Why is the verb when paying for a service subscribe, but the noun form is subscription?

Is there a rule that changes "b" to "p"?

  • 3
    Dunno, but the same change also occurs in describe/description and scribe/script. – FumbleFingers Nov 10 '17 at 13:59
  • I wonder if this is about orthography per se. Spelling seems to follow pronunciation in this case. It is a form of devoicing before a stop, although Wikipedia lets me down a bit when trying to find relevant sources. – oerkelens Nov 10 '17 at 14:37
  • I was not sure @oerkelens, although I think spelling is more proper tag. – Bogdan Bogdanov Nov 10 '17 at 14:40

The "rule" goes right back to Latin (and probably to pre-Latin) where suffixes starting with an unvoiced consonant, such as "-tu" (earlier "-to") and "-si" caused a final voiced consonant on the root to be devoiced. Examples:

scrib-o 'I write' -> scrip-si 'I have written', scrip-tum 'written'

dirig-o 'I steer' -> direxi (direk-si) 'I have steered', direc-tum 'steered'

So you see there are other similar pairs in English (eg "dirigible" and "direct" - though "dirigible" is not a very common word, it's true)

Unfortunately, rules like this that go all the way back to Latin, are not very useful to learners of English, because they don't always apply to every case that might appear similar. So although most English words that end in "-ibe" are derived from "scribo", and have nouns in "-iption" (subscription, inscription, description, ascription), "imbibe" is an exception: There is no noun "*imbiption". And conversely, there are nouns in "-ruption" (disruption, corruption, interruption) but their corresponding verbs end in "-rupt", not "-rube" as you might have guessed.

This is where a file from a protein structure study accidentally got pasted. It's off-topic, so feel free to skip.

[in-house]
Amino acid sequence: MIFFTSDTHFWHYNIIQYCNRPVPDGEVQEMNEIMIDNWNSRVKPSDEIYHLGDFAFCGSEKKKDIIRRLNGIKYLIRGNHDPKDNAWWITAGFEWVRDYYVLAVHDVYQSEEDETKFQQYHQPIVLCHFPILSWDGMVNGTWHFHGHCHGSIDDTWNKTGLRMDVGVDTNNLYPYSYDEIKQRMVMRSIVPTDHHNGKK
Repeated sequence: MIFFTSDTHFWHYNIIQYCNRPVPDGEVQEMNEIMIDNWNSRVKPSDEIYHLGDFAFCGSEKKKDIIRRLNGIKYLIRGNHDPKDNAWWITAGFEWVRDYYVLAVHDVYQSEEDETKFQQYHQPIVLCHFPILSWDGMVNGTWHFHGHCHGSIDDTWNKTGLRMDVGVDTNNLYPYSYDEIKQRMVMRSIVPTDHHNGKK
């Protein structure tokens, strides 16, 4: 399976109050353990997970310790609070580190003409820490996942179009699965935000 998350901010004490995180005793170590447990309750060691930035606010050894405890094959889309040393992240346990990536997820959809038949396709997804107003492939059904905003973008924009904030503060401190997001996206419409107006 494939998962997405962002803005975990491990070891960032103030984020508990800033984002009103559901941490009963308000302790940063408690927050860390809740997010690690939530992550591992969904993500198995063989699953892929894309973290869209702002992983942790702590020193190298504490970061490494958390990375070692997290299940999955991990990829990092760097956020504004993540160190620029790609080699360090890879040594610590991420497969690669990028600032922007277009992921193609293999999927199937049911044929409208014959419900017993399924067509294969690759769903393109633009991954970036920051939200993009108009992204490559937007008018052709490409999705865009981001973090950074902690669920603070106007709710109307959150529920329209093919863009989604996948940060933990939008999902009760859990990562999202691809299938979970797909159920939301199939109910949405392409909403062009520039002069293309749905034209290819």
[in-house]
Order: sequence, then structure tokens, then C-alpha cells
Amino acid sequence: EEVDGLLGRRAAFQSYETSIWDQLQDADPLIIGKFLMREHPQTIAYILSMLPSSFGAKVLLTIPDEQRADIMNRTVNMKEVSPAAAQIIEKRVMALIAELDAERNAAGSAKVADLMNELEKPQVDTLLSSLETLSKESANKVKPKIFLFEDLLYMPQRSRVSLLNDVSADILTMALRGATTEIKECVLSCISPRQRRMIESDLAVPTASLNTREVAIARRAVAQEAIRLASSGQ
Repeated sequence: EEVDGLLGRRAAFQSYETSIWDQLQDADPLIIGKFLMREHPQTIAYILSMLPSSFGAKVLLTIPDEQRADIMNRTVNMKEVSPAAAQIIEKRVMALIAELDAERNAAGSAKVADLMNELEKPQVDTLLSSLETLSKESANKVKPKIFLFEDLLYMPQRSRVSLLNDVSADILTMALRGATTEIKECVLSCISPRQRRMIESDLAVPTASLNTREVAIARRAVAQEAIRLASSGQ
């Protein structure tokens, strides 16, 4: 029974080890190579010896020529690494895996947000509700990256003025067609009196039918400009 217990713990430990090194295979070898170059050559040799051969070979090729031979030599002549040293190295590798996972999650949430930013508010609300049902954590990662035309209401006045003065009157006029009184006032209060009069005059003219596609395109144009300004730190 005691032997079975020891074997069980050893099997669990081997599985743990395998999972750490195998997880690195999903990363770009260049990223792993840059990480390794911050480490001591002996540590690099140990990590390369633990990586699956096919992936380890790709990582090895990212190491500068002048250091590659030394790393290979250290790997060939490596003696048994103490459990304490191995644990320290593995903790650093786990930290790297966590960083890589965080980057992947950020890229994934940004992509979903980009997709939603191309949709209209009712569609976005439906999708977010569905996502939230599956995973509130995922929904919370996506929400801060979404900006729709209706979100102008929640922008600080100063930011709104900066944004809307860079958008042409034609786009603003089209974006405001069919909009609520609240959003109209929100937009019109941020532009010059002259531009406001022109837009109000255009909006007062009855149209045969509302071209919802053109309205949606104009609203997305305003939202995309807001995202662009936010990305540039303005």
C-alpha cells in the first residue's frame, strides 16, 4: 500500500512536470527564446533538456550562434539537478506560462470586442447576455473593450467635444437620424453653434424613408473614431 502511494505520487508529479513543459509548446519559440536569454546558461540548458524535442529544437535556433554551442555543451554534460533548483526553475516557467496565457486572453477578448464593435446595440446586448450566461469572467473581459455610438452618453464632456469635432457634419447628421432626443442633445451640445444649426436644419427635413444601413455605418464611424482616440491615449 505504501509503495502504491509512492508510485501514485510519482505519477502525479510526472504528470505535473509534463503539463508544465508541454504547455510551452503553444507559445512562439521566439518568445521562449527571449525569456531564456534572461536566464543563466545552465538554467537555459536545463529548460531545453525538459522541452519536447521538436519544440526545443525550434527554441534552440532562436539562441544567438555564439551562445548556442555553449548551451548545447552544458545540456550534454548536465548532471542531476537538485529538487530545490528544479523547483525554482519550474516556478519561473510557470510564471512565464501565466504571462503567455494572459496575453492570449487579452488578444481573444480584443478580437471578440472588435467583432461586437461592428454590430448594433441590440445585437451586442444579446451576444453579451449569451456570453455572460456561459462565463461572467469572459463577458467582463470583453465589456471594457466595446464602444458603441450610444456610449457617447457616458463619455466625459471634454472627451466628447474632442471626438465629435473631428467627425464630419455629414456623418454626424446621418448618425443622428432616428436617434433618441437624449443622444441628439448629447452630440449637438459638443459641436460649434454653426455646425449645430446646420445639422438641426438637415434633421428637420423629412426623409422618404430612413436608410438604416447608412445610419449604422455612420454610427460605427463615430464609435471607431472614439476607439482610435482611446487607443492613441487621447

• 1
    Another pair: incorrigible and uncorrectable. – Peter Shor Nov 10 '17 at 15:11

This is not about spelling, but about pronunciation. The simple answer to your question is: the spelling is different because the pronunciation is different.

The phenomenon seems to fall under obstruent devoicing. The article Voicing and devoicing in English, German, and Dutch; evidence for domain-specific identity constraints by Janet Grijzenhout goes into this in some more detail and mentions some more examples like scribe/scripture.

See chapter two for a bit more detailed description of this phenomenon in different languages:

The phenomenon to be considered in this paper is the voicing alternation that obstruents display in different phonological environments.

Not the answer you're looking for? Browse other questions tagged or ask your own question.